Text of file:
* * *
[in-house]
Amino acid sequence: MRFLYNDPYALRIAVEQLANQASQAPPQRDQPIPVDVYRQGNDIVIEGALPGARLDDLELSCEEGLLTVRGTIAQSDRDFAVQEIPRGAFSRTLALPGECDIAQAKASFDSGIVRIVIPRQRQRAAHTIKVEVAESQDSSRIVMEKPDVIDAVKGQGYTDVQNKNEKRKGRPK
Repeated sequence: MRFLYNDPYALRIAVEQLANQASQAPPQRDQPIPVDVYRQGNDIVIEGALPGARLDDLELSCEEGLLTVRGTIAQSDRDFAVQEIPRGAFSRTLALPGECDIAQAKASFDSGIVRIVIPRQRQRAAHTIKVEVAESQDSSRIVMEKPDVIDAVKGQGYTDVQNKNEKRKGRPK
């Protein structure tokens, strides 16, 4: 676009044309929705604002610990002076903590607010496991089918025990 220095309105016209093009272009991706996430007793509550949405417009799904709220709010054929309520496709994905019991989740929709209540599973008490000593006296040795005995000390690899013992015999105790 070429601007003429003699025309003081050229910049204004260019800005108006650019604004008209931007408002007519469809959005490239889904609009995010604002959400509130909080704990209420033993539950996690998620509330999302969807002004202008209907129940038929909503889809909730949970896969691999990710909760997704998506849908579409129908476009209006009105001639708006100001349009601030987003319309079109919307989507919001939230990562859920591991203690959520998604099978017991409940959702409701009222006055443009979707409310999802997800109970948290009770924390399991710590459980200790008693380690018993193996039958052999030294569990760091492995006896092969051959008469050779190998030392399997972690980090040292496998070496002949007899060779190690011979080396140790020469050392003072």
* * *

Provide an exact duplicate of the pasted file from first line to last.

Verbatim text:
[in-house]
Amino acid sequence: MRFLYNDPYALRIAVEQLANQASQAPPQRDQPIPVDVYRQGNDIVIEGALPGARLDDLELSCEEGLLTVRGTIAQSDRDFAVQEIPRGAFSRTLALPGECDIAQAKASFDSGIVRIVIPRQRQRAAHTIKVEVAESQDSSRIVMEKPDVIDAVKGQGYTDVQNKNEKRKGRPK
Repeated sequence: MRFLYNDPYALRIAVEQLANQASQAPPQRDQPIPVDVYRQGNDIVIEGALPGARLDDLELSCEEGLLTVRGTIAQSDRDFAVQEIPRGAFSRTLALPGECDIAQAKASFDSGIVRIVIPRQRQRAAHTIKVEVAESQDSSRIVMEKPDVIDAVKGQGYTDVQNKNEKRKGRPK
């Protein structure tokens, strides 16, 4: 676009044309929705604002610990002076903590607010496991089918025990 220095309105016209093009272009991706996430007793509550949405417009799904709220709010054929309520496709994905019991989740929709209540599973008490000593006296040795005995000390690899013992015999105790 070429601007003429003699025309003081050229910049204004260019800005108006650019604004008209931007408002007519469809959005490239889904609009995010604002959400509130909080704990209420033993539950996690998620509330999302969807002004202008209907129940038929909503889809909730949970896969691999990710909760997704998506849908579409129908476009209006009105001639708006100001349009601030987003319309079109919307989507919001939230990562859920591991203690959520998604099978017991409940959702409701009222006055443009979707409310999802997800109970948290009770924390399991710590459980200790008693380690018993193996039958052999030294569990760091492995006896092969051959008469050779190998030392399997972690980090040292496998070496002949007899060779190690011979080396140790020469050392003072």